Sidney Poitier, the pioneering actor and director who became the first bankable black leading man in Hollywood, died Thursday at the age of 94, according to the Bahamian Foreign Minister.
Poitier, who was born in the US but grew up in the Bahamas, broke multiple racial barriers in his decades-long career, including when he became the first black actor to win the Academy Award, for his role in “Lilies of the Field “from 1963..”
From his first film performance, playing a doctor treating an intolerant white man in 1950’s “No Way Out,” he blazed a trail by refusing to play roles that traded on racial stereotypes. After his debut film, he played a minister in 1951’s “Cry, the Beloved Country,” set in apartheid-era South Africa, and then a distraught high school student in 1954’s “The Blackboard Jungle.”
Poitier earned his first Oscar nomination for 1959’s “The Defiant Ones,” starring opposite Tony Curtis as two fugitive criminals who must work together to elude authorities. Four years later, he made history by taking home the Best Actor trophy for “Lilies of the Field,” playing a former soldier helping a group of Catholic nuns build a new chapel.
More commercial roles followed, culminating in a trifecta of commercial and critical hits in 1967: the school drama “To Sir, With Love,” the police thriller “In the Heat of the Night,” and the romantic drama “Guess Who’s Coming to Dinner. “. – that made Poitier the best box office draw of the year.
She also worked regularly on stage, earning a Tony Award nomination for the original 1959 production of Lorraine Hansberry’s classic drama “A Raisin in the Sun”.
Poitier made his directorial debut with the 1972 western “Buck and the Preacher,” in which he co-starred with Harry Belafonte and Ruby Dee. He had his first directing success with the 1974 comedy “Uptown Saturday Night” with Belafonte and Bill Cosby, which he followed with two more Cosby vehicles, “Let’s Do It Again” (1975) and “A Piece of the Action.” (1977).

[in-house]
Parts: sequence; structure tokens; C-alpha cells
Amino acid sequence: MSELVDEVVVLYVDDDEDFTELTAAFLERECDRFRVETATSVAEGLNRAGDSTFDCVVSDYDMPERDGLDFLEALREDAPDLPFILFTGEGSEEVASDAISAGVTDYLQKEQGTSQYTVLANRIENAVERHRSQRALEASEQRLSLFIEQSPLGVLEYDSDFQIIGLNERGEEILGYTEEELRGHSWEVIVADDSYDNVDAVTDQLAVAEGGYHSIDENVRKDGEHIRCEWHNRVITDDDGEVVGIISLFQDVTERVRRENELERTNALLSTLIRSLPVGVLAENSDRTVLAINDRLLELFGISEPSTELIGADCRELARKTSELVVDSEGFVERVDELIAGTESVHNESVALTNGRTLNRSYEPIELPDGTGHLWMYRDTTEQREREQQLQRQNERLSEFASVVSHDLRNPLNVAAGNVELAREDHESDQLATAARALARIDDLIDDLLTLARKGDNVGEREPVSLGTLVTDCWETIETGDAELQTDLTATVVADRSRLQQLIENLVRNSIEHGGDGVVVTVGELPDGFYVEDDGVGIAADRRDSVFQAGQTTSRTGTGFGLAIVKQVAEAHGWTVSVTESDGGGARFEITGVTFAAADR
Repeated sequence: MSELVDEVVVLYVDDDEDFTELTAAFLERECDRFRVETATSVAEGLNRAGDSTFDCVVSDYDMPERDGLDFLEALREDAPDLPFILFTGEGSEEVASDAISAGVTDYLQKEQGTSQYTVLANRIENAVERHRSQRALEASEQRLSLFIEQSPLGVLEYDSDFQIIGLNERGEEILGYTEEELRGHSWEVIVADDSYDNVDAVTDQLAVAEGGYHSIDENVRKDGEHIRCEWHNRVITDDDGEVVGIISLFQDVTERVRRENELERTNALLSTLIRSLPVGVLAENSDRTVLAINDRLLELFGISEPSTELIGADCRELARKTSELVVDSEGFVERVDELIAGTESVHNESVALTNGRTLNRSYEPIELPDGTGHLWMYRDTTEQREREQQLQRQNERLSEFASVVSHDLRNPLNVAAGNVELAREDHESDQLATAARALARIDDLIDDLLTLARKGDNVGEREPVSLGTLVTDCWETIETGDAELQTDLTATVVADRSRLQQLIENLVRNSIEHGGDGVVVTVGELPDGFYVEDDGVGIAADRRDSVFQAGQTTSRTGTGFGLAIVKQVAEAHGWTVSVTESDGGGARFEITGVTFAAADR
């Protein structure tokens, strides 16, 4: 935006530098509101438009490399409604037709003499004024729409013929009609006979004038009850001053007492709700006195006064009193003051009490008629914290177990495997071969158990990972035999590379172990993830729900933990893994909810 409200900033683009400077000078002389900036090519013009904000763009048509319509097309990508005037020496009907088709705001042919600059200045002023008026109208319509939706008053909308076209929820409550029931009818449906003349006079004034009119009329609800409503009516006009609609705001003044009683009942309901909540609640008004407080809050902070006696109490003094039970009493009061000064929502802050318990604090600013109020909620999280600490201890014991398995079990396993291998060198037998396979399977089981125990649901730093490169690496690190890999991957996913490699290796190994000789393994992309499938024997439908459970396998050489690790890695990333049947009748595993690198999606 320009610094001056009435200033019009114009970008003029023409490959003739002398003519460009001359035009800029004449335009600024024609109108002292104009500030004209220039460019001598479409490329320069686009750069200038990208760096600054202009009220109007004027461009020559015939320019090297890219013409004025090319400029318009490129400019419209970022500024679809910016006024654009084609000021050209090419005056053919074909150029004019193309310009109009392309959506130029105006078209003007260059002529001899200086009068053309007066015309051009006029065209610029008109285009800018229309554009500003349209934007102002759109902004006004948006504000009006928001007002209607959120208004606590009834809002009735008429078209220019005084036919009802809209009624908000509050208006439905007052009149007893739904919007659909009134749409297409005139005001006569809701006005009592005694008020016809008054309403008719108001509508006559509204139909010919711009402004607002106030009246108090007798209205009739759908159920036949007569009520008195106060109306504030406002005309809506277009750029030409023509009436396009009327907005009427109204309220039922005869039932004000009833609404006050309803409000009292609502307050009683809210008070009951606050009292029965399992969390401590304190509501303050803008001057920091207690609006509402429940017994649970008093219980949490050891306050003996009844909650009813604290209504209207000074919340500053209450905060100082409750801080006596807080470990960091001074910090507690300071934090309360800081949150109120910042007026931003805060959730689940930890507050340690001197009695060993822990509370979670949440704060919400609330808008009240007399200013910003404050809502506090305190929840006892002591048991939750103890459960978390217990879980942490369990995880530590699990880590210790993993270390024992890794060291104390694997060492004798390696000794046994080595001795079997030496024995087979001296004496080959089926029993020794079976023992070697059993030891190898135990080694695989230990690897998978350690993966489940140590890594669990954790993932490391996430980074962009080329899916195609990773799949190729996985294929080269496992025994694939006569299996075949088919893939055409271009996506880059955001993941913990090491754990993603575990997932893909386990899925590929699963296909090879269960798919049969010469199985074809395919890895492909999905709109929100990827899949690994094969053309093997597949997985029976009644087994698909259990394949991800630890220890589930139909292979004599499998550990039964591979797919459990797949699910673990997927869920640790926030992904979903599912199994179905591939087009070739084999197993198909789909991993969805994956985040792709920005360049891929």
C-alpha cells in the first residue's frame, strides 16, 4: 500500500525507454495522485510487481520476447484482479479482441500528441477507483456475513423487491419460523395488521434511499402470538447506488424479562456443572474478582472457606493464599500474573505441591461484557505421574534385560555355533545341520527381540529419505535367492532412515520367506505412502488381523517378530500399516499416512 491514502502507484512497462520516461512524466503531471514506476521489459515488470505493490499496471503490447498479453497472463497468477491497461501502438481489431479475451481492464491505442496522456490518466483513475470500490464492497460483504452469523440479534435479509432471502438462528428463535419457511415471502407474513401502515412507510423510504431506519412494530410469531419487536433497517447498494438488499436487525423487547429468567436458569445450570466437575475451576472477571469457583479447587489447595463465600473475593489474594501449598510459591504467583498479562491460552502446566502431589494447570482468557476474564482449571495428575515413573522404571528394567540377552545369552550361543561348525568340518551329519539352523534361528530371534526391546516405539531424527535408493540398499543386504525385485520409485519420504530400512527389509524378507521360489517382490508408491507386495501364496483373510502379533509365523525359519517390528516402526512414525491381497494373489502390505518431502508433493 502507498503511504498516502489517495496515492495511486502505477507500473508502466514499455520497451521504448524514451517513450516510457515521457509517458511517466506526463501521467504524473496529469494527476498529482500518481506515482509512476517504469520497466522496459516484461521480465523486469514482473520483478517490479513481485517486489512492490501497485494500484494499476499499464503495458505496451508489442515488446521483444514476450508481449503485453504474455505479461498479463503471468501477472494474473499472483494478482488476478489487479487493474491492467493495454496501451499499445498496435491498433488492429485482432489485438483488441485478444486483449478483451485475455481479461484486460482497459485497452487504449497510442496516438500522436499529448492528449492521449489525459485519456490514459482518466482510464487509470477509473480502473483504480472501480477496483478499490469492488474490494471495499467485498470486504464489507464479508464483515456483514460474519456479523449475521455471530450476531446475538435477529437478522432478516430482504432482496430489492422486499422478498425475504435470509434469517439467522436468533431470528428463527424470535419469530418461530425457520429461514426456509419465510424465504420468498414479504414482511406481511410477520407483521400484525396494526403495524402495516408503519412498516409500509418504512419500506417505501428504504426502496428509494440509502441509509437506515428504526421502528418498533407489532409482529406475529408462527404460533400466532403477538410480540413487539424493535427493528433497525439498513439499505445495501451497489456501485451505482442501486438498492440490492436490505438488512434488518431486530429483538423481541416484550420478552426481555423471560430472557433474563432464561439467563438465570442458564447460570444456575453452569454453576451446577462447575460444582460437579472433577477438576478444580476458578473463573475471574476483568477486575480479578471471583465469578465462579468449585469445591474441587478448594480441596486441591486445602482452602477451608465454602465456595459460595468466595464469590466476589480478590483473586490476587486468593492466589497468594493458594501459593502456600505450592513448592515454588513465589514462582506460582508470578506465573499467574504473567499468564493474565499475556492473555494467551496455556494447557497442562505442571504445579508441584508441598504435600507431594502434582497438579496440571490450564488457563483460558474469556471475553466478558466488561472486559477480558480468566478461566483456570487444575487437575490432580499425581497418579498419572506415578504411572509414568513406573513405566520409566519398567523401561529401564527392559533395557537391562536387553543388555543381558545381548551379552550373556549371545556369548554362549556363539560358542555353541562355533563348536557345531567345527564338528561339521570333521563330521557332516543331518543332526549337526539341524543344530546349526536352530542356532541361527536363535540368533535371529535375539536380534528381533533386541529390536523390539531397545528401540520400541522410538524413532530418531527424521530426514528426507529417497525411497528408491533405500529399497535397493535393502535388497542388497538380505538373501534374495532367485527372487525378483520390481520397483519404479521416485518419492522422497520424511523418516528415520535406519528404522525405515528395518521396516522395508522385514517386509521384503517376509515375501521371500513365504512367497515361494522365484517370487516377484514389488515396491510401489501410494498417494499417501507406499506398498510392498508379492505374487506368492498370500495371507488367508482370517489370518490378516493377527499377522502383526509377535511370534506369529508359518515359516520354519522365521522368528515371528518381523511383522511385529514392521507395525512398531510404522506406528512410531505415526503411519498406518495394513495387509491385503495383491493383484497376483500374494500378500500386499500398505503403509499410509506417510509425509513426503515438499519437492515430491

But his biggest box office hit came with 1980’s “Stir Crazy,” starring Richard Pryor and Gene Wilder as a pair of misfits who are sent to prison by mistake. The film grossed more than $ 100 million on its initial release, the first for a film by a black director.
He returned to acting in the late 1980s and 1990s with roles in thrillers such as “Little Nikita” (1988), “Sneakers” (1992) with Robert Redford and “The Jackal” (1997) with Bruce Willis and Richard Gere. . He also appeared in television movies, playing Thurgood Marshall in “Separated but Equal” (1991), reprising his role as Mark Thackeray in “To Sir, With Love II” (1996), and playing Nelson Mandela in “Mandela and de Klerk. “(1997). He earned Emmy nominations for “Separated But Equal” and “Mandela and de Klerk.”
His last on-screen credit came in the 2001 television movie “The Last Brickmaker in America,” playing a widower who mentors a troubled teenager.
The following year, he accepted an Honorary Academy Award for his work.
In addition to his work in Hollywood, he served as the Bahamian ambassador to Japan from 1997 to 2007 (he had dual citizenship with the US). In 2009, he also accepted the United States Presidential Medal of Freedom from Barack Obama.